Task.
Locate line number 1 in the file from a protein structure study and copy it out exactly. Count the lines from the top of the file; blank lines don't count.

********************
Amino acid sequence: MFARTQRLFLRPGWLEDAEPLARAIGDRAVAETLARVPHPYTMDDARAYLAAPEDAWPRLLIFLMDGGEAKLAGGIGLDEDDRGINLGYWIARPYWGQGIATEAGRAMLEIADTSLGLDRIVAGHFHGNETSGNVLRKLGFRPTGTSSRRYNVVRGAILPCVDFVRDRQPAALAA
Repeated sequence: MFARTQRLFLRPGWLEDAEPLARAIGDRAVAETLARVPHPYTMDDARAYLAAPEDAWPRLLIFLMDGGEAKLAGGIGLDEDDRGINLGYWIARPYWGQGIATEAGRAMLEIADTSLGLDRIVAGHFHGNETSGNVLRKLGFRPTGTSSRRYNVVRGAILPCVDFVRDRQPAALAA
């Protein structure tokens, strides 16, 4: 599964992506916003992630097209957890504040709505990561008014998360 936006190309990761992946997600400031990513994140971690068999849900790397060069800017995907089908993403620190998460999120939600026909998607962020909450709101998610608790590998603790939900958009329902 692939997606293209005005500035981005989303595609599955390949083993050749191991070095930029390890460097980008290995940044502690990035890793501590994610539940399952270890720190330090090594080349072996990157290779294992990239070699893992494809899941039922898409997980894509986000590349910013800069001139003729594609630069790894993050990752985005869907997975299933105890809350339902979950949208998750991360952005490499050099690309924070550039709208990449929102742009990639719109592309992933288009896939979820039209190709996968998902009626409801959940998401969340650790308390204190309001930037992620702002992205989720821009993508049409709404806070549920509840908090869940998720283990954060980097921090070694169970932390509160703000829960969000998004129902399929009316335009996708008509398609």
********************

Amino acid sequence: MFARTQRLFLRPGWLEDAEPLARAIGDRAVAETLARVPHPYTMDDARAYLAAPEDAWPRLLIFLMDGGEAKLAGGIGLDEDDRGINLGYWIARPYWGQGIATEAGRAMLEIADTSLGLDRIVAGHFHGNETSGNVLRKLGFRPTGTSSRRYNVVRGAILPCVDFVRDRQPAALAA